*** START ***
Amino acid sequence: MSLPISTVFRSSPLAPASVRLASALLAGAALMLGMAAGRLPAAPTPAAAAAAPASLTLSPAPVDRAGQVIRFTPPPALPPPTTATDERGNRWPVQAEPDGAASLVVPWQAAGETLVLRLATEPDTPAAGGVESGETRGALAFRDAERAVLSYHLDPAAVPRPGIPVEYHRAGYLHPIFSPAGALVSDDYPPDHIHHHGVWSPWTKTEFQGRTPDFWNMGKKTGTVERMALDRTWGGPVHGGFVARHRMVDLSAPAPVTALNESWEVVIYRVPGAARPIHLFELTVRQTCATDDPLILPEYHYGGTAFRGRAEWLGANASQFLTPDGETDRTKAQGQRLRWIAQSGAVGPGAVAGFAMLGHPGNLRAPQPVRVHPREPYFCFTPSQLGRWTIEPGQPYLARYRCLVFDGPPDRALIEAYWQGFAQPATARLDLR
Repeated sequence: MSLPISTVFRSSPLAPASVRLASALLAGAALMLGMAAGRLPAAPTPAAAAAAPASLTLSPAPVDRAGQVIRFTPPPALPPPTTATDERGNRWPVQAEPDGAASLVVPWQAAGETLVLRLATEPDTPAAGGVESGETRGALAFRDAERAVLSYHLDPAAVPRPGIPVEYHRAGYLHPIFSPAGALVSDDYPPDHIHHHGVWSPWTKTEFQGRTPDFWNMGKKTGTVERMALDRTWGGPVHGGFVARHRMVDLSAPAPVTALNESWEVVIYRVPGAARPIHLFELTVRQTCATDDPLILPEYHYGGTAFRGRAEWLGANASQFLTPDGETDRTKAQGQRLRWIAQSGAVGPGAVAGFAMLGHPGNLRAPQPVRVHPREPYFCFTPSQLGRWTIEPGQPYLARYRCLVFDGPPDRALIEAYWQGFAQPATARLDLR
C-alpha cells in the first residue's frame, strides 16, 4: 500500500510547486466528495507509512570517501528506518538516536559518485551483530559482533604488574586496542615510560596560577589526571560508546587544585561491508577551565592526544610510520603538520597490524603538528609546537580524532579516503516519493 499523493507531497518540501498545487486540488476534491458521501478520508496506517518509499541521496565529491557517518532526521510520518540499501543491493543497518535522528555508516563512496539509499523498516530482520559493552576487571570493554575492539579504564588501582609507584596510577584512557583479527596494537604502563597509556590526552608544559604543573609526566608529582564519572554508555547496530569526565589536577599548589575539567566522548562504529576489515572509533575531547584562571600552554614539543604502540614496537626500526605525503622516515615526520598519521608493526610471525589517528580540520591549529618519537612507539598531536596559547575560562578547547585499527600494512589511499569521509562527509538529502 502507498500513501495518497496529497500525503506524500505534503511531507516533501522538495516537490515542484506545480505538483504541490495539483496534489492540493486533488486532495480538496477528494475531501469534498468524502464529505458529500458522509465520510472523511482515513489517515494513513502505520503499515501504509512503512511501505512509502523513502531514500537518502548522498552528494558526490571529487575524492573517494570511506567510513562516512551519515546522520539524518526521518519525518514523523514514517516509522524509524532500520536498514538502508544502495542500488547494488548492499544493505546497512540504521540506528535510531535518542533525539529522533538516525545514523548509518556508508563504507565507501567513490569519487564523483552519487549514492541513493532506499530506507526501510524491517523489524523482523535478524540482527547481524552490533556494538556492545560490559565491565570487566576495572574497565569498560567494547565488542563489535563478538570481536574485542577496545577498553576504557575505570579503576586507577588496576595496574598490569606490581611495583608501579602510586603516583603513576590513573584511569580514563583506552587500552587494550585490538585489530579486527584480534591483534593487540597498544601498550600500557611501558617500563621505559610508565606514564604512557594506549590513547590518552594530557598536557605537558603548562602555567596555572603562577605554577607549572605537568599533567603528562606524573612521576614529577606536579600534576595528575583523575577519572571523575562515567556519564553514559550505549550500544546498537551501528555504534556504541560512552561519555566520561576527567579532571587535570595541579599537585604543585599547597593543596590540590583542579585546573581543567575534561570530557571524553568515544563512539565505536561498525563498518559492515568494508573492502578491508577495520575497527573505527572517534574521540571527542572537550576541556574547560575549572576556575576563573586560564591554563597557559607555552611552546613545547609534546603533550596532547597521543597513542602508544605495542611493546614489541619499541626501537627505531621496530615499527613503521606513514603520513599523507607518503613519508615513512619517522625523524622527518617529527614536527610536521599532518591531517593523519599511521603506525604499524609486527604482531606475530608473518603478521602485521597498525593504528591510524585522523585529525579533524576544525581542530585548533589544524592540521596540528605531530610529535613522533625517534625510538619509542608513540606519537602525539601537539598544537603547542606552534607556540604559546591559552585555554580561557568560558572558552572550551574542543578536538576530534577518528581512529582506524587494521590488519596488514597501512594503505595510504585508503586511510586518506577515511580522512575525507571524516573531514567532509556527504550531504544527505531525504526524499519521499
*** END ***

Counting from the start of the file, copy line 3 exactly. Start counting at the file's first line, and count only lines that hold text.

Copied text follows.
C-alpha cells in the first residue's frame, strides 16, 4: 500500500510547486466528495507509512570517501528506518538516536559518485551483530559482533604488574586496542615510560596560577589526571560508546587544585561491508577551565592526544610510520603538520597490524603538528609546537580524532579516503516519493 499523493507531497518540501498545487486540488476534491458521501478520508496506517518509499541521496565529491557517518532526521510520518540499501543491493543497518535522528555508516563512496539509499523498516530482520559493552576487571570493554575492539579504564588501582609507584596510577584512557583479527596494537604502563597509556590526552608544559604543573609526566608529582564519572554508555547496530569526565589536577599548589575539567566522548562504529576489515572509533575531547584562571600552554614539543604502540614496537626500526605525503622516515615526520598519521608493526610471525589517528580540520591549529618519537612507539598531536596559547575560562578547547585499527600494512589511499569521509562527509538529502 502507498500513501495518497496529497500525503506524500505534503511531507516533501522538495516537490515542484506545480505538483504541490495539483496534489492540493486533488486532495480538496477528494475531501469534498468524502464529505458529500458522509465520510472523511482515513489517515494513513502505520503499515501504509512503512511501505512509502523513502531514500537518502548522498552528494558526490571529487575524492573517494570511506567510513562516512551519515546522520539524518526521518519525518514523523514514517516509522524509524532500520536498514538502508544502495542500488547494488548492499544493505546497512540504521540506528535510531535518542533525539529522533538516525545514523548509518556508508563504507565507501567513490569519487564523483552519487549514492541513493532506499530506507526501510524491517523489524523482523535478524540482527547481524552490533556494538556492545560490559565491565570487566576495572574497565569498560567494547565488542563489535563478538570481536574485542577496545577498553576504557575505570579503576586507577588496576595496574598490569606490581611495583608501579602510586603516583603513576590513573584511569580514563583506552587500552587494550585490538585489530579486527584480534591483534593487540597498544601498550600500557611501558617500563621505559610508565606514564604512557594506549590513547590518552594530557598536557605537558603548562602555567596555572603562577605554577607549572605537568599533567603528562606524573612521576614529577606536579600534576595528575583523575577519572571523575562515567556519564553514559550505549550500544546498537551501528555504534556504541560512552561519555566520561576527567579532571587535570595541579599537585604543585599547597593543596590540590583542579585546573581543567575534561570530557571524553568515544563512539565505536561498525563498518559492515568494508573492502578491508577495520575497527573505527572517534574521540571527542572537550576541556574547560575549572576556575576563573586560564591554563597557559607555552611552546613545547609534546603533550596532547597521543597513542602508544605495542611493546614489541619499541626501537627505531621496530615499527613503521606513514603520513599523507607518503613519508615513512619517522625523524622527518617529527614536527610536521599532518591531517593523519599511521603506525604499524609486527604482531606475530608473518603478521602485521597498525593504528591510524585522523585529525579533524576544525581542530585548533589544524592540521596540528605531530610529535613522533625517534625510538619509542608513540606519537602525539601537539598544537603547542606552534607556540604559546591559552585555554580561557568560558572558552572550551574542543578536538576530534577518528581512529582506524587494521590488519596488514597501512594503505595510504585508503586511510586518506577515511580522512575525507571524516573531514567532509556527504550531504544527505531525504526524499519521499